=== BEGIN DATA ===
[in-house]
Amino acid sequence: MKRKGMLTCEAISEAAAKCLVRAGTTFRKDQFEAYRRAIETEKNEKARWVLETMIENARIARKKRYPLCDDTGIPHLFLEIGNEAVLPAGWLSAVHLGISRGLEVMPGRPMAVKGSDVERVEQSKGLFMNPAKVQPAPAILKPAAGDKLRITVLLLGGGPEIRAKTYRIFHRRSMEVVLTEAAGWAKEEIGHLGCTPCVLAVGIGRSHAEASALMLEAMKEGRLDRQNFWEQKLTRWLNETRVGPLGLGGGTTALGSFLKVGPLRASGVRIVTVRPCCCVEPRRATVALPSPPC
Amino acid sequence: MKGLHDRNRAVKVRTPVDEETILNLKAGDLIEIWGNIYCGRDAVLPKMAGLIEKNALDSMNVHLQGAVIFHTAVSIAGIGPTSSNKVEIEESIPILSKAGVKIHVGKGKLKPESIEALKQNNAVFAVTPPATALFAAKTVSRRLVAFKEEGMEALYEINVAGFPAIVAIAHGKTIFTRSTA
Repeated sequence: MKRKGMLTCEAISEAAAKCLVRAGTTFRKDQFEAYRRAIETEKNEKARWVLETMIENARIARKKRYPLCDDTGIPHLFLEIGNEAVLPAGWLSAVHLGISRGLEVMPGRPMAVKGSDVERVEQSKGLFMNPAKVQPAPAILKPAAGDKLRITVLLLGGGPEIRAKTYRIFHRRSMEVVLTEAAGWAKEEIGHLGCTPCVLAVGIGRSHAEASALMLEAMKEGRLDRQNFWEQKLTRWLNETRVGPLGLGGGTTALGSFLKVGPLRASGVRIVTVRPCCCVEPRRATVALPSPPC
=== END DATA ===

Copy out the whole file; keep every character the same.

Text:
[in-house]
Amino acid sequence: MKRKGMLTCEAISEAAAKCLVRAGTTFRKDQFEAYRRAIETEKNEKARWVLETMIENARIARKKRYPLCDDTGIPHLFLEIGNEAVLPAGWLSAVHLGISRGLEVMPGRPMAVKGSDVERVEQSKGLFMNPAKVQPAPAILKPAAGDKLRITVLLLGGGPEIRAKTYRIFHRRSMEVVLTEAAGWAKEEIGHLGCTPCVLAVGIGRSHAEASALMLEAMKEGRLDRQNFWEQKLTRWLNETRVGPLGLGGGTTALGSFLKVGPLRASGVRIVTVRPCCCVEPRRATVALPSPPC
Amino acid sequence: MKGLHDRNRAVKVRTPVDEETILNLKAGDLIEIWGNIYCGRDAVLPKMAGLIEKNALDSMNVHLQGAVIFHTAVSIAGIGPTSSNKVEIEESIPILSKAGVKIHVGKGKLKPESIEALKQNNAVFAVTPPATALFAAKTVSRRLVAFKEEGMEALYEINVAGFPAIVAIAHGKTIFTRSTA
Repeated sequence: MKRKGMLTCEAISEAAAKCLVRAGTTFRKDQFEAYRRAIETEKNEKARWVLETMIENARIARKKRYPLCDDTGIPHLFLEIGNEAVLPAGWLSAVHLGISRGLEVMPGRPMAVKGSDVERVEQSKGLFMNPAKVQPAPAILKPAAGDKLRITVLLLGGGPEIRAKTYRIFHRRSMEVVLTEAAGWAKEEIGHLGCTPCVLAVGIGRSHAEASALMLEAMKEGRLDRQNFWEQKLTRWLNETRVGPLGLGGGTTALGSFLKVGPLRASGVRIVTVRPCCCVEPRRATVALPSPPC